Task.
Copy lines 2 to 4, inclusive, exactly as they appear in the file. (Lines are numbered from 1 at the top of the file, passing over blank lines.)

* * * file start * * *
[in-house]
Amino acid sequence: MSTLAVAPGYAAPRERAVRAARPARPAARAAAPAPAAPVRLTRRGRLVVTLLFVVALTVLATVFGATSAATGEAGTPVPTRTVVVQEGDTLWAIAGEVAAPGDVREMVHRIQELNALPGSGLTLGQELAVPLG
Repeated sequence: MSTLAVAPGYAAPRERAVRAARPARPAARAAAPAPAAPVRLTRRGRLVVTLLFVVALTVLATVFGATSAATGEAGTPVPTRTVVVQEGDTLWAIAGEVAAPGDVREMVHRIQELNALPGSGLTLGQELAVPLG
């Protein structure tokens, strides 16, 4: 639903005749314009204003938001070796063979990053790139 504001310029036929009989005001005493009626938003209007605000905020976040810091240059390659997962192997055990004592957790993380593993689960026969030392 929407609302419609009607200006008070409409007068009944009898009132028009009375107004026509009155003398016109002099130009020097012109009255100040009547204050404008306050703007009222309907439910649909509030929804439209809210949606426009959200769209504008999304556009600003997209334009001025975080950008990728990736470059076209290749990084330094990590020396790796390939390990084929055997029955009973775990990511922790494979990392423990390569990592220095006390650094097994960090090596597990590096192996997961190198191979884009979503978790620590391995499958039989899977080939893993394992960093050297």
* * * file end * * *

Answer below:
Amino acid sequence: MSTLAVAPGYAAPRERAVRAARPARPAARAAAPAPAAPVRLTRRGRLVVTLLFVVALTVLATVFGATSAATGEAGTPVPTRTVVVQEGDTLWAIAGEVAAPGDVREMVHRIQELNALPGSGLTLGQELAVPLG
Repeated sequence: MSTLAVAPGYAAPRERAVRAARPARPAARAAAPAPAAPVRLTRRGRLVVTLLFVVALTVLATVFGATSAATGEAGTPVPTRTVVVQEGDTLWAIAGEVAAPGDVREMVHRIQELNALPGSGLTLGQELAVPLG
């Protein structure tokens, strides 16, 4: 639903005749314009204003938001070796063979990053790139 504001310029036929009989005001005493009626938003209007605000905020976040810091240059390659997962192997055990004592957790993380593993689960026969030392 929407609302419609009607200006008070409409007068009944009898009132028009009375107004026509009155003398016109002099130009020097012109009255100040009547204050404008306050703007009222309907439910649909509030929804439209809210949606426009959200769209504008999304556009600003997209334009001025975080950008990728990736470059076209290749990084330094990590020396790796390939390990084929055997029955009973775990990511922790494979990392423990390569990592220095006390650094097994960090090596597990590096192996997961190198191979884009979503978790620590391995499958039989899977080939893993394992960093050297």